Don Brannan has spent months in a nursing home for the mentally disabled. He was sent there by Adult Protective Services (APS).
Critics say the state agency is exploiting seniors and seizing their assets.
http://www.wfaa.com/templates/belo_embedWrapper.js?storyid=264823441&pos=bottom&ref=http://www.wfaa.com/news/texas-news/Some-claim-Adult-Protective-Services-taking-advantage-of-the-elderly-264823441.html">Brannan was injured last year and was admitted to a Fort Worth hospital. Doctors called Adult Protective Services and Brannan, who has no immediate family, was sent to a state-funded home.
In a video, given to News 8 by advocates at the Open Records project, you can hear people screaming in the background at the home.
Russell Fisher is an advocate for the elderly and is with the Open Records project.
"What is most disturbing about where he is right now, is there are some severely mentally-disturbed people there," Fisher said.
In the meantime, APS asked a probate judge to sell Brannan's house, as well as seize his money and all his assets.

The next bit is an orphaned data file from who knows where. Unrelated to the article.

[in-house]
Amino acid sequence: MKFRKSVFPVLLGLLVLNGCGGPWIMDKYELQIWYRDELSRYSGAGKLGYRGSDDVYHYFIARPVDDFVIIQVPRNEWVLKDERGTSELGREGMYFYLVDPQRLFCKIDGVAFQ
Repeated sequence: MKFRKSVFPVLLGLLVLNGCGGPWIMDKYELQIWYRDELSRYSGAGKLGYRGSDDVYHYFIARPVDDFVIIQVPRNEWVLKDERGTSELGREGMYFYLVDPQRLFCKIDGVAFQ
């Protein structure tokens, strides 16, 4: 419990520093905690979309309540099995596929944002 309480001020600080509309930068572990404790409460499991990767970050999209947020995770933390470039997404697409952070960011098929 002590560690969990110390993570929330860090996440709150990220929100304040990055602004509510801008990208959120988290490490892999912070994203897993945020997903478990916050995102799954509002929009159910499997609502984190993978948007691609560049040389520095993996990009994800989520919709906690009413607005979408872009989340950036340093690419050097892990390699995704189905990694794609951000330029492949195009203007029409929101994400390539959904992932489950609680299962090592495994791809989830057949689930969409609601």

"Literally, they set me up with a guardian who's making all my financial decisions, and I don't know what they have done with my money," Brannan said.
On Wednesday at a hearing, state legislators in Austin heard testimony from people all across the state whose loved ones have been put into homes by APS.
Virginia Prichard said her best friend was institutionalized after a gall bladder surgery, and everything was taken from her.
"In my opinion, no state agency should have the right to get someone out of their home and take their bank accounts, their home, and every single thing they've got," she said.
APS wouldn't comment on Brannan's case citing medical privacy laws, but said their mission is to help the elderly who can't help themselves.
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Some Claim Adult Protective Services Taking Advantage of the Elderly